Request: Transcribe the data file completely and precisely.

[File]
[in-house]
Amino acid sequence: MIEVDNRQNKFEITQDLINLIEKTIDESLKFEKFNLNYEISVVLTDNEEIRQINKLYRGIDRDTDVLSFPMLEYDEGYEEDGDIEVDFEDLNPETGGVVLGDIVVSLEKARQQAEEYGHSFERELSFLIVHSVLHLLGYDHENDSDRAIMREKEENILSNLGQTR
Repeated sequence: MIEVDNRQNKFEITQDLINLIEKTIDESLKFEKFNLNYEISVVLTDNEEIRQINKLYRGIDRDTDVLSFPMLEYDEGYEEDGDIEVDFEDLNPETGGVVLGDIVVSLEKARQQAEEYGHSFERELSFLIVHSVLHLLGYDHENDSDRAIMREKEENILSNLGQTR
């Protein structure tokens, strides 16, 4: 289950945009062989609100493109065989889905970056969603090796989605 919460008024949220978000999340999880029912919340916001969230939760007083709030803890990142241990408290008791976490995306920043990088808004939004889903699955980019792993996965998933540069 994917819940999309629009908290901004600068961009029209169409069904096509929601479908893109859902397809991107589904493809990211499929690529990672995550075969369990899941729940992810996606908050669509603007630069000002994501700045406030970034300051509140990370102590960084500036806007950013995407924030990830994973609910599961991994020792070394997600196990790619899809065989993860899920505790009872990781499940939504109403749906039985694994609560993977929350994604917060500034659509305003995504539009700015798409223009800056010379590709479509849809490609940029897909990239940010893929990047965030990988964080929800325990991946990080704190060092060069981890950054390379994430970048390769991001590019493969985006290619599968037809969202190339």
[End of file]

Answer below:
[in-house]
Amino acid sequence: MIEVDNRQNKFEITQDLINLIEKTIDESLKFEKFNLNYEISVVLTDNEEIRQINKLYRGIDRDTDVLSFPMLEYDEGYEEDGDIEVDFEDLNPETGGVVLGDIVVSLEKARQQAEEYGHSFERELSFLIVHSVLHLLGYDHENDSDRAIMREKEENILSNLGQTR
Repeated sequence: MIEVDNRQNKFEITQDLINLIEKTIDESLKFEKFNLNYEISVVLTDNEEIRQINKLYRGIDRDTDVLSFPMLEYDEGYEEDGDIEVDFEDLNPETGGVVLGDIVVSLEKARQQAEEYGHSFERELSFLIVHSVLHLLGYDHENDSDRAIMREKEENILSNLGQTR
């Protein structure tokens, strides 16, 4: 289950945009062989609100493109065989889905970056969603090796989605 919460008024949220978000999340999880029912919340916001969230939760007083709030803890990142241990408290008791976490995306920043990088808004939004889903699955980019792993996965998933540069 994917819940999309629009908290901004600068961009029209169409069904096509929601479908893109859902397809991107589904493809990211499929690529990672995550075969369990899941729940992810996606908050669509603007630069000002994501700045406030970034300051509140990370102590960084500036806007950013995407924030990830994973609910599961991994020792070394997600196990790619899809065989993860899920505790009872990781499940939504109403749906039985694994609560993977929350994604917060500034659509305003995504539009700015798409223009800056010379590709479509849809490609940029897909990239940010893929990047965030990988964080929800325990991946990080704190060092060069981890950054390379994430970048390769991001590019493969985006290619599968037809969202190339």